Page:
The saga over who is going to run, control, and pay for the two senior care facilities that until 2014 were long under the county’s administration, now appears to be over.
On May 12, the county government and Aurora Holdings VII — the company that had purchased the two centers in 2014, agreed to a lengthy settlement, about 500 pages, that in 18 months’ time will return the Citizens Care and Rehabilitation Center, and Montevue Assisted Living facility, to the county government.
The county will pay Aurora $5.5 million at closing — but that is money the county withheld from Aurora, and put in escrow after County Executive Jan Gardner, elected in 2014, challenged the original sale agreement. No new money there. The county will pay an additional $2.35 million to Aurora as long as Aurora meets certain performance conditions in its final 18 months of management — among which are guaranteeing the county an annual profit of $2.5 million. So the total out-of-pocket cost of the deal is $7.85 million, plus $388,000 in legal fees spent on the case since Gardner took office (the prior government spent $414,000 on the case), plus $32,000 in mediator fees.
This settlement arises out of several months of mediation, which began with Gardner threatening Aurora with the heavy hammer of eminent domain, in which the government can seize private property for just compensation. She backed up the threat with $800,000 set aside by the County Council. If you’re going to make a threat like that one, you had better be prepared to back it up, and the council vote approving the set-aside did just that. Well played, Jan.
And so will end a three-year ideological and political battle — and one that greatly destabilized the lives of about 250 poor and elderly people living in the two facilities. The fight began under the prior form of county government — the Board of County Commissioners. It was that Blaine Young-led board that moved to privatize the two facilities in 2014 when the paint had barely dried on the two new buildings that the county government had just built for its senior citizens on Rosemont Avenue in Frederick.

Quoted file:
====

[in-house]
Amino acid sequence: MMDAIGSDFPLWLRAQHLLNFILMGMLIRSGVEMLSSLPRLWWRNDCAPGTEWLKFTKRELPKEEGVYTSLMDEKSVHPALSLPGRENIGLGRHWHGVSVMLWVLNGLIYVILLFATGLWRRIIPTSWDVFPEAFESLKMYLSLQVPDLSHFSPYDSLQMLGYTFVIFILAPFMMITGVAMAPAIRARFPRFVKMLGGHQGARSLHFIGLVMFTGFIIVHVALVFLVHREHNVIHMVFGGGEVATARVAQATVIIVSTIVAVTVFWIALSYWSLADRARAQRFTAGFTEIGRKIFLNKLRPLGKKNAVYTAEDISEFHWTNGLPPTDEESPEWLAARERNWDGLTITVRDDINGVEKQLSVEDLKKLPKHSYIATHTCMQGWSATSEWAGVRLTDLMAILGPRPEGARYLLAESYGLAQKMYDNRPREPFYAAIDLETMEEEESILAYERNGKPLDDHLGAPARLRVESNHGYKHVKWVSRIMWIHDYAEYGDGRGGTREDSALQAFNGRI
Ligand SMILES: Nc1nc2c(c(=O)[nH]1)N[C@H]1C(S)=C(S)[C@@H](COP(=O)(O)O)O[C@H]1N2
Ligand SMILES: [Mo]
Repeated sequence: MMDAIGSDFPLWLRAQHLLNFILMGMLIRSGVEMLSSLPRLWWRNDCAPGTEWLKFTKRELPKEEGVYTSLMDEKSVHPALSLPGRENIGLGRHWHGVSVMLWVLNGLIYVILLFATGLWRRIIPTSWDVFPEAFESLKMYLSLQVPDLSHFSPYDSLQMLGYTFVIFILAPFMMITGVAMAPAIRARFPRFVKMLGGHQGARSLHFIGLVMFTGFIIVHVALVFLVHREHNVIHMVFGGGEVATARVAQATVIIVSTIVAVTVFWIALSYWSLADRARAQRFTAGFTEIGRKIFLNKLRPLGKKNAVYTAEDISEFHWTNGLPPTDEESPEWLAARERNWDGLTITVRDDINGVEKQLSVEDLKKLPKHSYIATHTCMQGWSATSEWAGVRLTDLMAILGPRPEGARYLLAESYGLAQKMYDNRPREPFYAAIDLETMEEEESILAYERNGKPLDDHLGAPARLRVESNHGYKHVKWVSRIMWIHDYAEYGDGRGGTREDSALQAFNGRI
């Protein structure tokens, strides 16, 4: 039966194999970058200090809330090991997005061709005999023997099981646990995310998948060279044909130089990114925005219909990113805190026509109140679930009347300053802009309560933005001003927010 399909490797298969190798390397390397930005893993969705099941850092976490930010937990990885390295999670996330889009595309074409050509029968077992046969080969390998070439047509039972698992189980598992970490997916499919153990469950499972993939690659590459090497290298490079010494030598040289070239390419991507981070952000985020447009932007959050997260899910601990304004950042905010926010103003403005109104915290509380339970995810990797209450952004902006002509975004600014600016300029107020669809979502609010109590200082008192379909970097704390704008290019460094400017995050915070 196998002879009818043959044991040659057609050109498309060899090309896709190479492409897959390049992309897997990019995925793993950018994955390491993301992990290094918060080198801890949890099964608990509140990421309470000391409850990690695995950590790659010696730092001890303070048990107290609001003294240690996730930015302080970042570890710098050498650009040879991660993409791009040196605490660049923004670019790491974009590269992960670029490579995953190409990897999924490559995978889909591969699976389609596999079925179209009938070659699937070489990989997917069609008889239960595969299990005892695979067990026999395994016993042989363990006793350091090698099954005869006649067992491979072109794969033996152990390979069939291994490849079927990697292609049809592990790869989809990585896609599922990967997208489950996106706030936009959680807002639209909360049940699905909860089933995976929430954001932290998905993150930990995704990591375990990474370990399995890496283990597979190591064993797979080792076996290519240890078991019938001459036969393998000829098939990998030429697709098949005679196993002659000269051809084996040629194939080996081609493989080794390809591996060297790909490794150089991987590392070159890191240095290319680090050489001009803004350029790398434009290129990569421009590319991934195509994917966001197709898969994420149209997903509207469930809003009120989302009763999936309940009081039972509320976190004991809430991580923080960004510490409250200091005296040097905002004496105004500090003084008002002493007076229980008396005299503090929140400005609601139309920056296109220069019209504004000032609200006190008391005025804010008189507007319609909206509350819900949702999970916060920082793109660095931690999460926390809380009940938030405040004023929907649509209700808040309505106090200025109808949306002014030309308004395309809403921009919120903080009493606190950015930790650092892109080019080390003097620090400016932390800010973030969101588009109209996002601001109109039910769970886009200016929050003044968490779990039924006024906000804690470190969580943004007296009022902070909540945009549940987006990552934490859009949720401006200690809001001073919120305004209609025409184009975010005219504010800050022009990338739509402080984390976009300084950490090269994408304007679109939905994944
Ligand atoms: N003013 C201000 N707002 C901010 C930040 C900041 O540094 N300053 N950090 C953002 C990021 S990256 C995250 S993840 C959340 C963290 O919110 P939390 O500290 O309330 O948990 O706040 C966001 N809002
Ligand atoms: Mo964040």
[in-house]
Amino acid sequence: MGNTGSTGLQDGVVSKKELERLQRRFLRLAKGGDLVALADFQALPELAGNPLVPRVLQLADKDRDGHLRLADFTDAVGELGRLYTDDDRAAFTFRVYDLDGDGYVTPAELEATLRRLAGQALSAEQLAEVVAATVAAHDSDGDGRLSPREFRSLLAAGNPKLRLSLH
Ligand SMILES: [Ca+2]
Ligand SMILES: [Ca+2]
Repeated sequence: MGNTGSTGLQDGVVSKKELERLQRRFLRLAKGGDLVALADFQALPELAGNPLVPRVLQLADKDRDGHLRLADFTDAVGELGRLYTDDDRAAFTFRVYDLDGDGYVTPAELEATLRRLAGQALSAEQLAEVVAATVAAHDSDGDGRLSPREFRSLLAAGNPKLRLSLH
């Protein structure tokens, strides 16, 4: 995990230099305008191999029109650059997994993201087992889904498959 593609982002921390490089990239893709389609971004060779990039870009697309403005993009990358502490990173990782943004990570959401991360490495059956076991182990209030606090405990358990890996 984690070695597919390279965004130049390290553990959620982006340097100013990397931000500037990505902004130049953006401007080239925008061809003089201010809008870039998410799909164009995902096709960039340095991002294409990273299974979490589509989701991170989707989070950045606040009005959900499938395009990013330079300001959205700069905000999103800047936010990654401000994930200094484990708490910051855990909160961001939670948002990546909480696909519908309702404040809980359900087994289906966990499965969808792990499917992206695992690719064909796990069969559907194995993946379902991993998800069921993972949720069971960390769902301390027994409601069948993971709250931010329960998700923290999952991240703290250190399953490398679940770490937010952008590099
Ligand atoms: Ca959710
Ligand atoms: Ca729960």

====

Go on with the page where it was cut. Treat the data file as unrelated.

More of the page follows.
The conservatives on the prior board said that county government had no business being in the nursing home business and that it was too costly to do so. But they went up against popular opinion, expressed vociferously and ignored steadfastly, that the county had a commitment to its indigent seniors that it had performed admirably for more than a century and a half and that was tied to the original deed that Elias Brunner used to give the land on which the two facilities sit to the county back in 1828.
That deed was clear: The parcel was to be used “for the benefit of the poor of said county, and to and for no other use, intent or purpose whatsoever.”
In concluding the agreement, Gardner fulfilled a campaign promise. And in a larger sense, Frederick County honored something that makes it unique. The county does look after its own who are in need — not just via government agencies and programs but through countless local charities and churches and nonprofit groups that come together to help the homeless, the disabled, the mentally ill, the addicted, the young, the old, the desperate.
Yet Frederick does this without being too much a nanny state or nanny county. Much of it is done privately. Some is done through innovative public-private partnerships. But all of it is done with generosity of spirit and true dedication to helping people. The profit motive doesn’t play much into it, nor does ideology, or politics. It was these higher values that the former Board of County Commissioners didn’t follow, didn’t listen to, and indeed ran roughshod over.
And they paid the price, didn’t they?